Another area that deserves attention is neurological and mental conditions. Research has shown turmeric to have a positive effect on serotonin, and it is believed it might be useful with depression treatment.1 Since studies were done on animals more research and trials are needed to fully determine the effect turmeric can have on major depressive disorder in humans. According to various trials turmeric may treat and prevent diseases such as Multiple Sclerosis, Parkinson’s disease, and Alzheimer’s disease. A study in Singapore found that those who regularly ate curry with turmeric had higher cognitive functioning than those who did not.2,6
First Aid Properties:
In addition, turmeric has been used as an antiseptic for burns, wounds, bruises and cuts as well with swelling and sprains. Traditional use and studies in animals confirm that it helps with wound healing. It is also used for common irritations such as allergies, headaches, fever, diarrhea, runny nose, cough, sore throats, colds, and sinusitis. It has been used as general analgesic.1,3,7
Never Ending Benefits:
The seemingly endless benefits of turmeric include using different forms to help in various ways with smallpox, shingles, chickenpox, scabies, tuberculosis, HIV/AIDS, fibromyalgia, liver problems, kidney disorders, parasitic infections, expelling phlegm, eye infections, itchiness, worms, eczema, loss of appetite, blood circulation, anemia, detoxing blood and organs, hemorrhage and anti-aging.3,6 Turmeric juice has been used for morning sickness in pregnancy, scorpion stings, and snakebites and turmeric oil has been used as a mosquito repellent.4 My good friends from India testify of the many protective benefits from consuming turmeric on a daily basis.
Turmeric has been used effectively since early times, and all studies in both humans and animals show that it is safe, and that no toxicity has been associated with use even at high levels.1 However, when taking in supplement form, the recommended doses should be followed. Caution should be taken if ingesting supplements when pregnant or taking blood thinning or diabetes medications. Turmeric can be used as capsules, tinctures, liquid extracts, powdered, or from the fresh root. It is generally used in a powdered form in food and drink and for making pastes for first aid treatment. It can easily be integrated into various dishes such as curries, rice, or beans among others.2 A quick search of the Internet will present various ways to include turmeric in the diet.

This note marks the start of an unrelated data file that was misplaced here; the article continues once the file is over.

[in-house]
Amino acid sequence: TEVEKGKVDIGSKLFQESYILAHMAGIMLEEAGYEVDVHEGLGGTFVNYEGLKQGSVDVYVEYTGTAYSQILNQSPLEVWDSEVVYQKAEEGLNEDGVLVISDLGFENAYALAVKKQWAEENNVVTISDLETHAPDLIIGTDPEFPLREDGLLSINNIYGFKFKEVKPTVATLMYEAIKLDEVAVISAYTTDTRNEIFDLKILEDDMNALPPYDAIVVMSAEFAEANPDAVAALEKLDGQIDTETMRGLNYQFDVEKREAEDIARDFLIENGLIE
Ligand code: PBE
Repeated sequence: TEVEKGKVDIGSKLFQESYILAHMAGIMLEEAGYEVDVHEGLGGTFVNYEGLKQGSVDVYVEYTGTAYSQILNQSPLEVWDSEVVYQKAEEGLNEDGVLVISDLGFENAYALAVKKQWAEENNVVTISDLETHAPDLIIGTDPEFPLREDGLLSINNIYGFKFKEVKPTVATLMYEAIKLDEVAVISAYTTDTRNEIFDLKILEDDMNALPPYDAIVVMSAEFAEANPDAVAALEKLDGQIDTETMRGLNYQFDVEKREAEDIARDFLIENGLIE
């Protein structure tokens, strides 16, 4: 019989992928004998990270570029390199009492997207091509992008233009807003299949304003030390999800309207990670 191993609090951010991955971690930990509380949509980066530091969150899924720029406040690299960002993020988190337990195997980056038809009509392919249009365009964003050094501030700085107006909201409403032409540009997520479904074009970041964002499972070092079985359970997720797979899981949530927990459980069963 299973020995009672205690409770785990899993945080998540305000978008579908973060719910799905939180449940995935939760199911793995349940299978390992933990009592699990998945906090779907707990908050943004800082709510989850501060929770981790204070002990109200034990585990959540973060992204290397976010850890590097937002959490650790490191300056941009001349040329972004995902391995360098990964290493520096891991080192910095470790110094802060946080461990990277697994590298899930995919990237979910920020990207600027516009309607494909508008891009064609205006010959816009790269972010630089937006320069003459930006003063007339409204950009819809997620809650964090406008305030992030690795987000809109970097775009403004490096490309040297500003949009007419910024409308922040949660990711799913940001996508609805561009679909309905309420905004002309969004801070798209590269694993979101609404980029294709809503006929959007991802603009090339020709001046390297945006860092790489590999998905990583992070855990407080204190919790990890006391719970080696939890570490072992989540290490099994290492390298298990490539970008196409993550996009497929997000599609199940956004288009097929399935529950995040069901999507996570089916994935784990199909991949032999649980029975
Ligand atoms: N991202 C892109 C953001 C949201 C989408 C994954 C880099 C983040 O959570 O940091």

It is important to note that curcumin is not easily absorbed in the body and various attempts to increase absorption include combining it with black pepper, healthy fats or blending ground curcumin powder with turmeric essential oil. Other findings show that besides those possible combinations, eating raw root or dried powder can help absorption because of the natural oils that increase the bioavailability.6,8,9
While the majority of studies have been done on animals or in vitro, human clinical trials are increasing. As they do so, there’s no denying that there are numerous benefits to be gained by turmeric consumption. Turmeric has years of use to stand upon, and as more research is done only positive benefits continue to be found. This promising and inexpensive herb will likely only increase in popularity as studies are more widely circulated and its usage for various disease treatment continues. With no known harm or side effects it is reasonable to say that this Indian staple would be a great addition to every diet.
1. Prasad, Sahdeo, and Bharat B. Aggarwal. “Turmeric, the Golden Spice: From Traditional Medicine to Modern Medicine.” In Herbal Medicine: Biomolecular and Clinical Aspects, edited by Iris F. F. Benzie and Sissi Wachtel-Galor, 2nd ed. Boca Raton (FL): CRC Press/Taylor & Francis, 2011. http://www.ncbi.nlm.nih.gov/books/NBK92752/.
2. “Turmeric.” University of Maryland Medical Center. Accessed April 6, 2016. http://umm.edu/health/medical/altmed/herb/turmeric.
3. Krishnaswamy, Kamala. “Traditional Indian Spices and Their Health Significance.” Asia Pacific Journal of Clinical Nutrition 17 Suppl 1, no. 1 (2008): 265–68. http://repository.ias.ac.in/18688/1/337.pdf
4. Chaturvedi, Tp. “Uses of Turmeric in Dentistry: An Update.” Indian Journal of Dental Research 20, no. 1 (2009): 107. doi:10.4103/0970-9290.49065. http://www.ijdr.in/article.asp?issn=0970-9290;year=2009;volume=20;issue=1;spage=107;epage=109;aulast=Chaturvedi
5. “Role of Curcuma Longa in Health: A Review – ProQuest.” Accessed April 6, 2016. http://search.proquest.com/openview/765c2cbd1d3340fcf0edb6efba28983d/1?pq-origsite=gscholar
6. “The Cure Is in the Roots: Turmeric.” Journal of Nutritional Disorders & Therapy 05, no. 02 (2015). doi:10.4172/2161-0509.1000163. http://www.omicsonline.org/open-access/the-cure-is-in-the-roots-turmeric-2161-0509-1000163.php?aid=52844
7. Rathaur, Preeti, Waseem Raja, P. W. Ramteke, and John. “Tumeric: The Golden Spice of Life.” International Journal of Pharmaceutical Sciences and Research, June 28, 2012. http://ijpsr.com/bft-article/turmeric-the-golden-spice-of-life/
8. Curcumin: The Herbal Cure-All. Good Health Lifestyles Magazine. Winter 2016. Pages 28-31
9. Boosting the Bioavailability of Curcumin | NutritionFacts.org. Accessed April 7, 2016. http://nutritionfacts.org/video/boosting-the-bioavailability-of-curcumin/.